Watching your cat when initially introducing them to grass is also helpful because it will allow you to pinpoint signs of other issues like Pica. If your kitty starts eating the soil or other products around your cat grass, this may indicate a more significant problem, like an absence of crucial nutrients in your cat’s diet. 

Keep in mind there are also cats who may not enjoy eating grass at all. Cats are notorious for snubbing all kinds of food – even the ones they’re supposed to enjoy.

How to Grow Cat Grass

If you think your kitty might enjoy having access to their own little feline garden, then you’re in luck. These days, there are tons of cat grass growing kits available, so you shouldn’t have too much problem growing your own cat grass. Because you’re basically just growing a number of seeds, the grass is also reasonably easy to take care of too.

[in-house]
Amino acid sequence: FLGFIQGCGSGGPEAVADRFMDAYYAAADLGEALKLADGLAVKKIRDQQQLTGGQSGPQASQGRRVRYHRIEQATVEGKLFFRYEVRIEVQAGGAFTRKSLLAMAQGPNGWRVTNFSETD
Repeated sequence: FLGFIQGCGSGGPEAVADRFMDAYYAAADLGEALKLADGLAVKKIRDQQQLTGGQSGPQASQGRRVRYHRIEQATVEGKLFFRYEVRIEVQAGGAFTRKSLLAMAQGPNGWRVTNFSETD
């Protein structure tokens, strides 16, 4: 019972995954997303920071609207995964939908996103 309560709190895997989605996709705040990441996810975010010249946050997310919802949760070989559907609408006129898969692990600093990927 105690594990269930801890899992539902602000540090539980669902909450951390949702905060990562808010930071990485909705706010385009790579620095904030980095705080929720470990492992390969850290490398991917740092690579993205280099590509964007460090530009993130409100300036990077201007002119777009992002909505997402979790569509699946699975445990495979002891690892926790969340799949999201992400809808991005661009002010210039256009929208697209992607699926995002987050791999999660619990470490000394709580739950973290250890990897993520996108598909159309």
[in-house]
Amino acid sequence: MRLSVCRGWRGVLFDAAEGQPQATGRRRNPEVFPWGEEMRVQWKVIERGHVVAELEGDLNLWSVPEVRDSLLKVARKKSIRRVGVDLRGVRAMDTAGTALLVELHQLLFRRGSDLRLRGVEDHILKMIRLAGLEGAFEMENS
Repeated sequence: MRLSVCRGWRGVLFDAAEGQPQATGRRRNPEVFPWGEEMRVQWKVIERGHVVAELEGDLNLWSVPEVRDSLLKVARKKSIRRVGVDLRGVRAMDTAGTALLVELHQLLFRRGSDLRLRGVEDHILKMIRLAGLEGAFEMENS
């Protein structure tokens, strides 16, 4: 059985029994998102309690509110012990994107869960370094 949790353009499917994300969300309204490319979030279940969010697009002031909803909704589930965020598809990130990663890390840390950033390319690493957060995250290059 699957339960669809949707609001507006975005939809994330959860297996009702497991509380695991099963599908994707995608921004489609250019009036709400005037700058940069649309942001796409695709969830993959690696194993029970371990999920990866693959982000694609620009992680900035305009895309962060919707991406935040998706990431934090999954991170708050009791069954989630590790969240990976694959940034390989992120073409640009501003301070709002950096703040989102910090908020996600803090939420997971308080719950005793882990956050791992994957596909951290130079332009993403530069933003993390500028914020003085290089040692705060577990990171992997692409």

To begin, you’ll need a shallow container – some of the cat grass kits on the market come with a container, while others require you to find your own. You’ll also need some potting soil, a little water, and the selection of cat grass seeds you’re going to be using. Ideally, you’ll want to place your cat grass in a relatively sunny area in your home, out of the way of paws while it grows. 

Once you’ve chosen your cat grass:

  • Find a shallow container your cats aren’t likely to accidentally knock over on their own. Although it’s best to keep the container out of the way during the growing period, you don’t want your cat to flip it when they’re eating the grass shoots that eventually grow.